Also, have a plan on how to deal with your worst-case scenario. Who are you going to talk to next? Do you need time to recover? How will you recover? Maybe journaling out your emotions and plans will help.

Who deserves your vulnerability?

who deserves your vulnerability
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I think this is common-sense. But not really. Don’t be vulnerable with someone who is always putting you down.

Do not be vulnerable to negative people.

That only serves to bring you down. And it breaks down all the self-worth and confidence that you built for yourself. I think that many of us have opened up ourselves to negative people before and have been hurt. This is what makes being vulnerable so scary.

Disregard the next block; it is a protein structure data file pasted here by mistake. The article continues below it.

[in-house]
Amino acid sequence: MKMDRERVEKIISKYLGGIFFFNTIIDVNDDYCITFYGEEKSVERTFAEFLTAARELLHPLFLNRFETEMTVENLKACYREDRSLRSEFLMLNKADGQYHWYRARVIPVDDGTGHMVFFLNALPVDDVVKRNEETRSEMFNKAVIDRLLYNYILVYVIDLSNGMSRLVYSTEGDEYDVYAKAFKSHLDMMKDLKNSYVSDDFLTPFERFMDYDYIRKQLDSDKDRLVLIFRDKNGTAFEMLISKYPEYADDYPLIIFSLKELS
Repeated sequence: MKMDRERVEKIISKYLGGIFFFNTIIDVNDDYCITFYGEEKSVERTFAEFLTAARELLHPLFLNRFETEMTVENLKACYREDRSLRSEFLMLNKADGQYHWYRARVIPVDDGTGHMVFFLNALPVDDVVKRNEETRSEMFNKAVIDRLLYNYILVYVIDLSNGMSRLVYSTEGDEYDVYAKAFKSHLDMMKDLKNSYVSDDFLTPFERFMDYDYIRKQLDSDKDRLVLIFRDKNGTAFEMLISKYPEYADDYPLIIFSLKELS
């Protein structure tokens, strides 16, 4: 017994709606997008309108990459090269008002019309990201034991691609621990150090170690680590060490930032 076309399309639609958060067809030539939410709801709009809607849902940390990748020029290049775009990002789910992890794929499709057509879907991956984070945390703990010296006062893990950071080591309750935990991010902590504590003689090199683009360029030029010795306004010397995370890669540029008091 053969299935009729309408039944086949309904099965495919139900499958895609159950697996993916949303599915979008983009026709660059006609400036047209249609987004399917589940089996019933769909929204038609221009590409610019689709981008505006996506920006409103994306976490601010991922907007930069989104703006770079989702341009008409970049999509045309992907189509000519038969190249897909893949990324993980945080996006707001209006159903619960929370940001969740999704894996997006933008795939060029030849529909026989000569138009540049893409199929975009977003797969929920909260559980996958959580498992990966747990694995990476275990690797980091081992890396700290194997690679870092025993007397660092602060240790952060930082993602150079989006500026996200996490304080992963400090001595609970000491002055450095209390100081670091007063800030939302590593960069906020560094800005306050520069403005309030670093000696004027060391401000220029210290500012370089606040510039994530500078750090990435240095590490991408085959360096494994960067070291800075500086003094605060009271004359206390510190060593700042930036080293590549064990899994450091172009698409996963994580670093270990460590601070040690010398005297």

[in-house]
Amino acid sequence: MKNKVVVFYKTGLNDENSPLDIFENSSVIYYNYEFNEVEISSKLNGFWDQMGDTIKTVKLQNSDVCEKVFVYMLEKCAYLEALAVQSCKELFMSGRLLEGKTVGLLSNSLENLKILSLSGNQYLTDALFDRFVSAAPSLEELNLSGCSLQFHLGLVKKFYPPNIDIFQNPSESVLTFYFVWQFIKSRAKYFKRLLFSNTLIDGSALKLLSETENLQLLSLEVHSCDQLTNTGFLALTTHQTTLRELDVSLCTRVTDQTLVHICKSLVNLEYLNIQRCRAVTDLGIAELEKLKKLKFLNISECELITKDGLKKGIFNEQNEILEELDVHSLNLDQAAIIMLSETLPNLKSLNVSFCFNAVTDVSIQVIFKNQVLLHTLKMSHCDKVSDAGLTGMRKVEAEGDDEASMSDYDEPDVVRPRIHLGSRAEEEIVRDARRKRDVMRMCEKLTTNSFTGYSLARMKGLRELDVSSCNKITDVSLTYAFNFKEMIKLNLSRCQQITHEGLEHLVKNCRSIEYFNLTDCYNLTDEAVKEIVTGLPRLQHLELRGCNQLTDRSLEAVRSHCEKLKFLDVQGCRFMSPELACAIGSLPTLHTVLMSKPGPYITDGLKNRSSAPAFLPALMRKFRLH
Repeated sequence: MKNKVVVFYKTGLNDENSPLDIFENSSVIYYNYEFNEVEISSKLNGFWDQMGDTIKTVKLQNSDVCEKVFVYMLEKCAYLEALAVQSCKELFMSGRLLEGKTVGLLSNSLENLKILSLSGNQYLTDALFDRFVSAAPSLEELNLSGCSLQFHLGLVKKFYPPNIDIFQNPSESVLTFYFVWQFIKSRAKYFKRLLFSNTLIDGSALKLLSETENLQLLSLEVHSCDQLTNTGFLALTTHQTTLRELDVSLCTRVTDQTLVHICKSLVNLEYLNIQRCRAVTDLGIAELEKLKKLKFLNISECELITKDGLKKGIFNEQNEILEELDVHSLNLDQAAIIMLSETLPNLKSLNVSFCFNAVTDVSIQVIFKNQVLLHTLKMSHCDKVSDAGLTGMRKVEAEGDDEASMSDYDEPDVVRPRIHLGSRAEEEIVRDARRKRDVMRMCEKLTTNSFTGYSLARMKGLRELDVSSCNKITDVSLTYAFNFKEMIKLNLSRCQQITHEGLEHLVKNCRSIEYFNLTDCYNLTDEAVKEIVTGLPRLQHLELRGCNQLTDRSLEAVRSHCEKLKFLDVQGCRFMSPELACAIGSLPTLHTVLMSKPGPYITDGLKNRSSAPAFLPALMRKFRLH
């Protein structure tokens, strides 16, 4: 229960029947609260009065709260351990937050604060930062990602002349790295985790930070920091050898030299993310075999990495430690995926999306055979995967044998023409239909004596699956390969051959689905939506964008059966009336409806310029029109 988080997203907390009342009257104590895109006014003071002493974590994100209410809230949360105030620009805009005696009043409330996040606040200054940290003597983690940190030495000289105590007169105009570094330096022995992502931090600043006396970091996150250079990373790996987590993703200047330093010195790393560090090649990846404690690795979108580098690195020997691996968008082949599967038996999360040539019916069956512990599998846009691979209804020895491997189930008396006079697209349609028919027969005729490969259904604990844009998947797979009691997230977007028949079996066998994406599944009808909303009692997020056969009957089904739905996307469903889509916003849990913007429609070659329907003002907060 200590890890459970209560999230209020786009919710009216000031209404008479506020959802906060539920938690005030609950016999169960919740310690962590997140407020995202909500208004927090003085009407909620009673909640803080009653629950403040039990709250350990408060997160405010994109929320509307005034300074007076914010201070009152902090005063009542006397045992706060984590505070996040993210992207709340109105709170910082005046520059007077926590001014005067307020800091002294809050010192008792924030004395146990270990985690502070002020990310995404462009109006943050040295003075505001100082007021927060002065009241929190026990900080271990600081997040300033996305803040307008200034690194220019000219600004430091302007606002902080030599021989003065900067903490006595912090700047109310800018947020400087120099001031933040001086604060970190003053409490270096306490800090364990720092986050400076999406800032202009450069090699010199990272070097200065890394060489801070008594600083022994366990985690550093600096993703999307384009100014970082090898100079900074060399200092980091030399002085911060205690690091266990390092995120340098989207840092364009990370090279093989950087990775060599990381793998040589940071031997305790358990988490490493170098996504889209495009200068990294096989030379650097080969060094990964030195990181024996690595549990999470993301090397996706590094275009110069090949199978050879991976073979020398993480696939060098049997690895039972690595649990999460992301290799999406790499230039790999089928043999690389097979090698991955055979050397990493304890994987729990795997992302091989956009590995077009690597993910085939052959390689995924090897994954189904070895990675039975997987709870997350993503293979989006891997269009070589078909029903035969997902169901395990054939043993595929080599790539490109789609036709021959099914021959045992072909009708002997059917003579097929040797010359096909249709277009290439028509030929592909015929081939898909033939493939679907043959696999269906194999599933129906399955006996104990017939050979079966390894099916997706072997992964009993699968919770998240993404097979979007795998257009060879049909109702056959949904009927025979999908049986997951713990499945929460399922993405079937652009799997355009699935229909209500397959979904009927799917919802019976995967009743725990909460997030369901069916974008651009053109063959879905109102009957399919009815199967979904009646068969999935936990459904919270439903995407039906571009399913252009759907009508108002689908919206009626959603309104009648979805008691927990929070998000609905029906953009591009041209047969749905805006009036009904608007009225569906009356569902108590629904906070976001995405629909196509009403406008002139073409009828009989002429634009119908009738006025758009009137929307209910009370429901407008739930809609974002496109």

As humans, we learn from experience. If you’ve been hurt, its only common sense not to do what hurt you again. But, be courageous and be vulnerable. But do it smart.

Do it with people who constantly build you up and support you. Sometimes we want emotional support so badly that we forget that we option to chose who we share our vulnerability with. Remember that you can choose who deserves your vulnerability. And know that you deserve the best support group.

Thanks for reading my rant,

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Shika Tamaklo is a pharmacy student attending Mercer University. She is a college lifestyle blogger who writes on fitness, health, student life struggles and, occasionally dabbles in creative writing.